Minnesota Rep. Michele Bachmann, who moments ago officially launched her bid for the 2012 GOP nomination, wants the federal government out of the business of … basically, governing. She claims to believe the main thing standing between America and maximum awesomeness is big spending Big Government. Moreover, when asked in 2009 by Bill O’Reilly why she was so reviled by liberals, she said it’s because “I don’t need government to be successful.” So this, as reported by the LA Times on Saturday, is awkward:
[T]he Minnesota Republican and her family have benefited personally from government aid, an examination of her record and finances shows. A counseling clinic run by her husband has received nearly $30,000 from the state of Minnesota in the last five years, money that in part came from the federal government. A family farm in Wisconsin, in which the congresswoman is a partner, received nearly $260,000 in federal farm subsidies.
And she has sought to keep federal money flowing to her constituents. After publicly criticizing the Obama administration’s stimulus program, Bachmann requested stimulus funds to support projects in her district. Although she has been a fierce critic of earmarks — calling them “part of the root problem with Washington’s spending addiction” — the congresswoman nonetheless argued recently that transportation projects should not be considered congressional pork.
Confronted with the report on the Sunday talk shows, Bachmann said “My husband and I did not get the money.” (She’s a lawyer after all.)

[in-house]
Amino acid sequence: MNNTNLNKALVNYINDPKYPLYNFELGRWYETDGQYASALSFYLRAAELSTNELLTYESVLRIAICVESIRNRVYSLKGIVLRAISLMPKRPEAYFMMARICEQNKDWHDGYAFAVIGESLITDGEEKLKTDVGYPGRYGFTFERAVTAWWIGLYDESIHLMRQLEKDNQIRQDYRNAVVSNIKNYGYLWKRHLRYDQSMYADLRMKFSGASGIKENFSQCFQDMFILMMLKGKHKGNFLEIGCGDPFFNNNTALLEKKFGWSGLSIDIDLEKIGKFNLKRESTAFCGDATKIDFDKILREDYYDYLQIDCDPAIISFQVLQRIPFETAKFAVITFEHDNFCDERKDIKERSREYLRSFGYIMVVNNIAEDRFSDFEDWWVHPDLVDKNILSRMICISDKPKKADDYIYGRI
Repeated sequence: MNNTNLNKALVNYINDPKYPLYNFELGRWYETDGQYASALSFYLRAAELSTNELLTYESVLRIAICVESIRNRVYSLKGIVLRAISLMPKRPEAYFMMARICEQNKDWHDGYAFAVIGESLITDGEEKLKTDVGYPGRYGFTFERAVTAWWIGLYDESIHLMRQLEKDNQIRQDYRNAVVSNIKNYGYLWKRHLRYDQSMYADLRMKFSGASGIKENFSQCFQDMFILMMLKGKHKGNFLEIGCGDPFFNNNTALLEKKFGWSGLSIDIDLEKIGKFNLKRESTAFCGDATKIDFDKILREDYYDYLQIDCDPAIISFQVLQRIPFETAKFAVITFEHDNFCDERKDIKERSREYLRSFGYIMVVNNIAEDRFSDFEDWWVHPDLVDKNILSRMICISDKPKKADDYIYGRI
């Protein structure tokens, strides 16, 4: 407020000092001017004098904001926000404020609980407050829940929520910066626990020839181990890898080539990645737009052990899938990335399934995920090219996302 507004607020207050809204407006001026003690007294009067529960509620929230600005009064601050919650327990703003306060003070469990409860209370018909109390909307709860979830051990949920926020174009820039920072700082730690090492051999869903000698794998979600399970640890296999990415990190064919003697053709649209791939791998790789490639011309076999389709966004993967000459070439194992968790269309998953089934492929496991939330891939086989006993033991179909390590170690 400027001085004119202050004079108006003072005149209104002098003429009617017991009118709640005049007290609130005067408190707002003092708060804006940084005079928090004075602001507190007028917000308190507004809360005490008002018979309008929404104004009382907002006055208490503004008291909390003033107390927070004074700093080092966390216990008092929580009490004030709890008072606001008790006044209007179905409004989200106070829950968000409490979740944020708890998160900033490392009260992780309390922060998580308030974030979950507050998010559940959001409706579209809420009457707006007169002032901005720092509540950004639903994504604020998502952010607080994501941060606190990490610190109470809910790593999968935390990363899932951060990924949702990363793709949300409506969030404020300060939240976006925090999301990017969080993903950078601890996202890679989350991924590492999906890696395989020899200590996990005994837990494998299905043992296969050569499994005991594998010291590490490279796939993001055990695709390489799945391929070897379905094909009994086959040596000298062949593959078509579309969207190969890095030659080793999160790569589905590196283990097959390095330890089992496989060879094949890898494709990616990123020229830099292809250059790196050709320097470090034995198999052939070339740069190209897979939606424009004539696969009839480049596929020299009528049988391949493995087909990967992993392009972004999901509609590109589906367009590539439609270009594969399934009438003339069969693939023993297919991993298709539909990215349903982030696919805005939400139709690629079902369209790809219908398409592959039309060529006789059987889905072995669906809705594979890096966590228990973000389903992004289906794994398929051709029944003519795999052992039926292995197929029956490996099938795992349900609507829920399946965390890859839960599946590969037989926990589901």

Big government spending being her signature issue, she’s going to have to try a bit harder to straighten this out, including explaining why, for instance:
• In 2008, she voted against the $307 billion farm bill, saying it was “loaded with unbelievably outrageous pork and subsidies for agricultural business and ethanol growers.”
…but then, the following year, wrote Agriculture Secretary Tom Vilsack praising the feds for helping the Minnesota pig and dairy industry by buying up products. “I would encourage you to take any additional steps necessary to prevent further deterioration of these critical industries, such as making additional commodity purchases, ” she wrote.
• She strongly objected to the Obama administration’s $830-billion stimulus package, saying “I cannot support this new direction for the American economy.”
… but later wrote six letters to Transportation Secretary Ray LaHood asking for stimulus money for her constituency to expand commuter rail and build a bridge over the St. Croix River.
As Steve Ellis of the nonpartisan Taxpayers for Common Sense tells the LA Times, “If you want to talk about the debt and deficit and reigning in wasteful spending, you have to look in the mirror and make sure you’re living a fiscally pure life as well.”
Expect much more along these hilariously hypocritical lines as the campaign unfolds.
Source: Bachmann’s had her share of government aid [Los Angeles Times]